Ten Big Adds for Google + (Updated)

I have been seeing scores of posts with peoples’ opinions on what Google + needs to make it better and, for the most part, I find I disagree with them. But Martin Bryant’s post over at The Next Web  has the first list that actually notes improvements that make sense. To me, anyway. I really don’t care whether I can watch a TV program with my virtual friends on the + network.

From a lawyer’s perspective, Bryant’s suggestions would make the service a lot more business-friendly. His first, search, is a necessity. There is no way to search posts within Google +, which seems odd coming from a search giant. Why not? Wouldn’t it be great to search within Google + to find others discussing the same issues of interest to you, or sharing content you want to see? The second, improved sharing, is also needed – I struggle with sharing from the mobile applications. I am using + on both Android and iOS, and while the dedicated Android app is better, it still lacks the ability to reshare another post or get the full “link” sharing experience of the desktop. Since people seem to spend more time on their mobiles these days, improved sharing with a mobile bent would be most welcome.

Shared circles – like Groups in Friendfeed for those familiar with the concept – would be a great place for like-minded professionals to read, share AND comment on industry-related topics. And, of course, document collaboration is high on the list of most workers. Wave had it, why not +? Combine the document collaboration feature with the Hangout group video chat feature, and I think you would have a real business winner on your hands.

Instant translation and a log of your activity would also serve + well – I would like to be able to go back over the actions I have taken on + to track stuff that I liked or commented on and translation seems vital in our internationally connected world. While I am less concerned with connecting + with Twitter and Facebook, it might help initially to stave off the sense on + that it is completely unconnected to your family and friends (most of my tech friends are on + already).

It’s great that you can edit posts once you post them, but how about being able to save posts as drafts in order to prevent loss on system failures? This would make + a more effective “blogging” platform – a one-stop shop that could challenge Tumblr, as well as Facebook and Twitter.

Integrating audio and maps into + would also be a, well, plus. But if you are going to get into some of the less business-worthy adds, I have one that Bryant doesn’t mention – how about getting Google Music incorporated into +? Two great services that would DEFINITELY taste great together.

Thanks Martin for the very nice list. Google, are you listening?

UPDATED: If you use Chrome (and you should) and need translation help right away, consider using the Helper for Google+ extension created by Misha M. Kupriyanov – you can get it at http://bit.ly/gplushelper . You’re welcome.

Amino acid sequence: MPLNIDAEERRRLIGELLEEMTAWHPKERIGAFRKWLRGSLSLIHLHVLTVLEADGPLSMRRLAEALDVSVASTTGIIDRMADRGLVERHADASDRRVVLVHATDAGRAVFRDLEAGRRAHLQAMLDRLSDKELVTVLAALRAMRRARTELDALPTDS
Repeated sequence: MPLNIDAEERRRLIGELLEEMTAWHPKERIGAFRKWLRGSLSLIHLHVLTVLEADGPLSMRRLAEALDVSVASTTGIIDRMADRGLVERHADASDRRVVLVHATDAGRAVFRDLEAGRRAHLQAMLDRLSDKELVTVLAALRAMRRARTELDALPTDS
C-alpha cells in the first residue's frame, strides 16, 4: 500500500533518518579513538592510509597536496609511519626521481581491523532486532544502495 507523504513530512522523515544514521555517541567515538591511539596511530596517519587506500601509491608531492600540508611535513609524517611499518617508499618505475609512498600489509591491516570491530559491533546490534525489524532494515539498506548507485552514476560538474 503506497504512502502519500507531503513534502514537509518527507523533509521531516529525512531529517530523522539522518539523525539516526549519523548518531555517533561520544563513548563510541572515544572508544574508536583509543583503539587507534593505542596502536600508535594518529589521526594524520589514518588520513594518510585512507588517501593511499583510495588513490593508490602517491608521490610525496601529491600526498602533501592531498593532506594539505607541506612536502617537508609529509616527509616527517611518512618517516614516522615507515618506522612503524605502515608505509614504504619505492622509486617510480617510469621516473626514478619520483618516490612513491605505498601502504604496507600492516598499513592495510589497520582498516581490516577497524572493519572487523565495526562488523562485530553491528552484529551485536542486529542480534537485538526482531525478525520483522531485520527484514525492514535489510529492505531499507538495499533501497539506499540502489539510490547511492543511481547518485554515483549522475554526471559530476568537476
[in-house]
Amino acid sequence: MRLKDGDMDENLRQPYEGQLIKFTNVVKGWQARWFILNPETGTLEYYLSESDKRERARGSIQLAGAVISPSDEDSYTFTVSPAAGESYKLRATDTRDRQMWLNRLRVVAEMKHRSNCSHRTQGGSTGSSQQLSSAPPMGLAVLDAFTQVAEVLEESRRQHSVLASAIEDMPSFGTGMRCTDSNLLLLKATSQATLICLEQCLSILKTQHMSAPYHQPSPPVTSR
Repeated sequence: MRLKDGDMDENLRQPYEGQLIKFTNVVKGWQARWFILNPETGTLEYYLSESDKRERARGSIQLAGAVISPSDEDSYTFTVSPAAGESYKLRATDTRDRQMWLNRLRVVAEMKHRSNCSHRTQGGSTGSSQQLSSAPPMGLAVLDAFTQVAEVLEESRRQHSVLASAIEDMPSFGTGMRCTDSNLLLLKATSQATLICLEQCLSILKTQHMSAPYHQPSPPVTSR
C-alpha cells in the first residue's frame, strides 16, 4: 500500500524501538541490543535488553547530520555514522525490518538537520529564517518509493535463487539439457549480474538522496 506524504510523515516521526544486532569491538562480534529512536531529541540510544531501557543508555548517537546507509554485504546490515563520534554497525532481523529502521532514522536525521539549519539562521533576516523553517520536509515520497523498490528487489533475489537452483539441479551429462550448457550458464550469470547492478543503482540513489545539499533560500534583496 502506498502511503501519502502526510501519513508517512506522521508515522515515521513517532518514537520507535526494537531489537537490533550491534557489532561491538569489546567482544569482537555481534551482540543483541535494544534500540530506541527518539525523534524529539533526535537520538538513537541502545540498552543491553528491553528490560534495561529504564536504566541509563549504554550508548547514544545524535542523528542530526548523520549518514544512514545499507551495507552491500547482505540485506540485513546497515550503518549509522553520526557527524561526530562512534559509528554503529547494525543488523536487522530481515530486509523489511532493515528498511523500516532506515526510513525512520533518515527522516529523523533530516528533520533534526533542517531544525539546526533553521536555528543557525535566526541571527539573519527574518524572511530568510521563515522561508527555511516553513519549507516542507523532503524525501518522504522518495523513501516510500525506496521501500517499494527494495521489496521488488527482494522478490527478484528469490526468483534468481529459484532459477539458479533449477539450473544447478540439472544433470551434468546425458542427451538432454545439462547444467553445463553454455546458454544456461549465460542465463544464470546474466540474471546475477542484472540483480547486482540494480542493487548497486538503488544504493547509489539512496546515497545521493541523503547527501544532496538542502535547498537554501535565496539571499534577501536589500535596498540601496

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5 Out Of 7 Lawyers Choose iPads

In an interesting article over at InfoWorld, Tom Kanishige documents the massive rollout by New York firm Proskauer Rose of iPad 2s to its attorneys. Whoa. iPad 2s for attorneys on a firm-wide scale? It might be the largest enterprise roll-out of iPads to lawyers to date. Wait. What about the cloud? What about the apps? What about the lack of a keyboard?

Apparently, Proskauer, in a very forward thinking move, decided to give its lawyers the choice between either a laptop computer or an iPad 2 / desktop combination and 500 out of 700 took the latter option. As one could imagine, the decision to offer the option and attendant IT support for the rollout was no simple process. IT management had to determine the “rules of engagement” for iPad use, ultimately deciding to permit personal use of the device along with business use (who could resist showing off their shiny new tablet to family and friends?) and prohibiting use of cloud apps like DropBox (these are sensitive legal documents, after all). A lengthy internal user manual was produced and MobileIron was tasked with managing and securing the iPads remotely. Proskauer agreed to permit lawyers to expense two of my personal favorite iOS apps Goodreader and DocsToGo Premium, the latter for its ability to show tracked changes. The remaining applications will cost the lawyers themselves (nice money save for the firm there) but Proskauer has compiled a list of “recommended” business applications.

Sounds pretty cool, right? I would LOVE my company to present me with an iPad 2 (it could keep my original iPad company). But Proskauer really can’t simply sit on its laurels on this one – with all the documented changes to the iOS platform coming in the near future (and undocumented ones that are certain to follow in the not so near future), Proskauer’s IT people will have to be quite nimble. Take iCloud for example – with the prohibition against using cloud services, what will happen when iCloud becomes baked into the entire iPad OS?

I am sure they are on it. In the meantime, welcome to the Shiny, Proskauer!